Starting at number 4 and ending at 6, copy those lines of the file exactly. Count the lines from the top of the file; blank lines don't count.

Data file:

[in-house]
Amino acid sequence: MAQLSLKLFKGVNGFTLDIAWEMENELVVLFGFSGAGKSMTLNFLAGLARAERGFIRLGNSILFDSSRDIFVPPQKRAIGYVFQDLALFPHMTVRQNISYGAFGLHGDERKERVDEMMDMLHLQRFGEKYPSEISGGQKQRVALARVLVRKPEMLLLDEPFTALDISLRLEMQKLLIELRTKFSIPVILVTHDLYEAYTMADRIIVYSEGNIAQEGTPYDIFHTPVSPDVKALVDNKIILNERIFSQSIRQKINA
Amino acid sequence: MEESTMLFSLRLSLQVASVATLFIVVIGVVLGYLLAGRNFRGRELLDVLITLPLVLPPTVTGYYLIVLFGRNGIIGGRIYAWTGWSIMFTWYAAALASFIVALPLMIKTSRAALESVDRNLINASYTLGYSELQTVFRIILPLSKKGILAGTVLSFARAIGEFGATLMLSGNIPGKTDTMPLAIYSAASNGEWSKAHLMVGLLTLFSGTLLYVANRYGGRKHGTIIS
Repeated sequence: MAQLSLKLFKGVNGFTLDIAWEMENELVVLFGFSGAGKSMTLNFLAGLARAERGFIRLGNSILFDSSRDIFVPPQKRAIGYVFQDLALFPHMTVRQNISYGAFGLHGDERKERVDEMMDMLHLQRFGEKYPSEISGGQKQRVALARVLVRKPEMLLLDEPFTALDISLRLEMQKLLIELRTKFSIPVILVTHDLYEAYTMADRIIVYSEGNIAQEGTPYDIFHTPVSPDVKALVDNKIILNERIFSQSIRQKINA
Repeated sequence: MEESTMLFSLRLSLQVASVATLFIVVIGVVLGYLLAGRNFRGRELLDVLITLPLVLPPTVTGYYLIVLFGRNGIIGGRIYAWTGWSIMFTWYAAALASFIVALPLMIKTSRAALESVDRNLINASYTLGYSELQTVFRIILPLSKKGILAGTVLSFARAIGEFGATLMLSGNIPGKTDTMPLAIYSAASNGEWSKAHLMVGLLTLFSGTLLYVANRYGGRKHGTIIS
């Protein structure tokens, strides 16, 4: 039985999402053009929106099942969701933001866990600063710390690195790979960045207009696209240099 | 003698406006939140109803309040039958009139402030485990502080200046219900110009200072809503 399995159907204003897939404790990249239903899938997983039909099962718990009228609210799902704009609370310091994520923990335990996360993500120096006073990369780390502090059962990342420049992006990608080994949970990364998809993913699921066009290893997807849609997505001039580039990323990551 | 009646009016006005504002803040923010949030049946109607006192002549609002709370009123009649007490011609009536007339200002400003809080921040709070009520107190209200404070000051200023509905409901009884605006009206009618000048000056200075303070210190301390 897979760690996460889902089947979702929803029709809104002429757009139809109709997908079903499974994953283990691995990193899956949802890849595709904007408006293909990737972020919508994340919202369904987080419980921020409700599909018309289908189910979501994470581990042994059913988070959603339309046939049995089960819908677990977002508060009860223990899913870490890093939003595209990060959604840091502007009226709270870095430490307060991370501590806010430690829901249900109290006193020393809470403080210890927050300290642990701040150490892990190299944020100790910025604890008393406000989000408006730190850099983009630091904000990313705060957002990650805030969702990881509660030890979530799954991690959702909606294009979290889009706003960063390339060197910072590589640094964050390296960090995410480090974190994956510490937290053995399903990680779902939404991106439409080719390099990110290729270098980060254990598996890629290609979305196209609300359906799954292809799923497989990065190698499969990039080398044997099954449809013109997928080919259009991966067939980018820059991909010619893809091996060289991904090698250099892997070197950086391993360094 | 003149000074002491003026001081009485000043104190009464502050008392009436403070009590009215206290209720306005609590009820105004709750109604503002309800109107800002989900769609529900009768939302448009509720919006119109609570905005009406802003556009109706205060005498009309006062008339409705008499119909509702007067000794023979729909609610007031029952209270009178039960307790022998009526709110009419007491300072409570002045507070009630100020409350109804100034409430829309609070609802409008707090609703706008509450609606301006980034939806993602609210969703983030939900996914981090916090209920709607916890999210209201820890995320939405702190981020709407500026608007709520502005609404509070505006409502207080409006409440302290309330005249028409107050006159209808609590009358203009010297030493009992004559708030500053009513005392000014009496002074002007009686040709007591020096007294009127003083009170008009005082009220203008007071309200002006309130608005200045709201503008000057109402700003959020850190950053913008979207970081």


Repeated sequence: MAQLSLKLFKGVNGFTLDIAWEMENELVVLFGFSGAGKSMTLNFLAGLARAERGFIRLGNSILFDSSRDIFVPPQKRAIGYVFQDLALFPHMTVRQNISYGAFGLHGDERKERVDEMMDMLHLQRFGEKYPSEISGGQKQRVALARVLVRKPEMLLLDEPFTALDISLRLEMQKLLIELRTKFSIPVILVTHDLYEAYTMADRIIVYSEGNIAQEGTPYDIFHTPVSPDVKALVDNKIILNERIFSQSIRQKINA
Repeated sequence: MEESTMLFSLRLSLQVASVATLFIVVIGVVLGYLLAGRNFRGRELLDVLITLPLVLPPTVTGYYLIVLFGRNGIIGGRIYAWTGWSIMFTWYAAALASFIVALPLMIKTSRAALESVDRNLINASYTLGYSELQTVFRIILPLSKKGILAGTVLSFARAIGEFGATLMLSGNIPGKTDTMPLAIYSAASNGEWSKAHLMVGLLTLFSGTLLYVANRYGGRKHGTIIS
């Protein structure tokens, strides 16, 4: 039985999402053009929106099942969701933001866990600063710390690195790979960045207009696209240099 | 003698406006939140109803309040039958009139402030485990502080200046219900110009200072809503 399995159907204003897939404790990249239903899938997983039909099962718990009228609210799902704009609370310091994520923990335990996360993500120096006073990369780390502090059962990342420049992006990608080994949970990364998809993913699921066009290893997807849609997505001039580039990323990551 | 009646009016006005504002803040923010949030049946109607006192002549609002709370009123009649007490011609009536007339200002400003809080921040709070009520107190209200404070000051200023509905409901009884605006009206009618000048000056200075303070210190301390 897979760690996460889902089947979702929803029709809104002429757009139809109709997908079903499974994953283990691995990193899956949802890849595709904007408006293909990737972020919508994340919202369904987080419980921020409700599909018309289908189910979501994470581990042994059913988070959603339309046939049995089960819908677990977002508060009860223990899913870490890093939003595209990060959604840091502007009226709270870095430490307060991370501590806010430690829901249900109290006193020393809470403080210890927050300290642990701040150490892990190299944020100790910025604890008393406000989000408006730190850099983009630091904000990313705060957002990650805030969702990881509660030890979530799954991690959702909606294009979290889009706003960063390339060197910072590589640094964050390296960090995410480090974190994956510490937290053995399903990680779902939404991106439409080719390099990110290729270098980060254990598996890629290609979305196209609300359906799954292809799923497989990065190698499969990039080398044997099954449809013109997928080919259009991966067939980018820059991909010619893809091996060289991904090698250099892997070197950086391993360094 | 003149000074002491003026001081009485000043104190009464502050008392009436403070009590009215206290209720306005609590009820105004709750109604503002309800109107800002989900769609529900009768939302448009509720919006119109609570905005009406802003556009109706205060005498009309006062008339409705008499119909509702007067000794023979729909609610007031029952209270009178039960307790022998009526709110009419007491300072409570002045507070009630100020409350109804100034409430829309609070609802409008707090609703706008509450609606301006980034939806993602609210969703983030939900996914981090916090209920709607916890999210209201820890995320939405702190981020709407500026608007709520502005609404509070505006409502207080409006409440302290309330005249028409107050006159209808609590009358203009010297030493009992004559708030500053009513005392000014009496002074002007009686040709007591020096007294009127003083009170008009005082009220203008007071309200002006309130608005200045709201503008000057109402700003959020850190950053913008979207970081």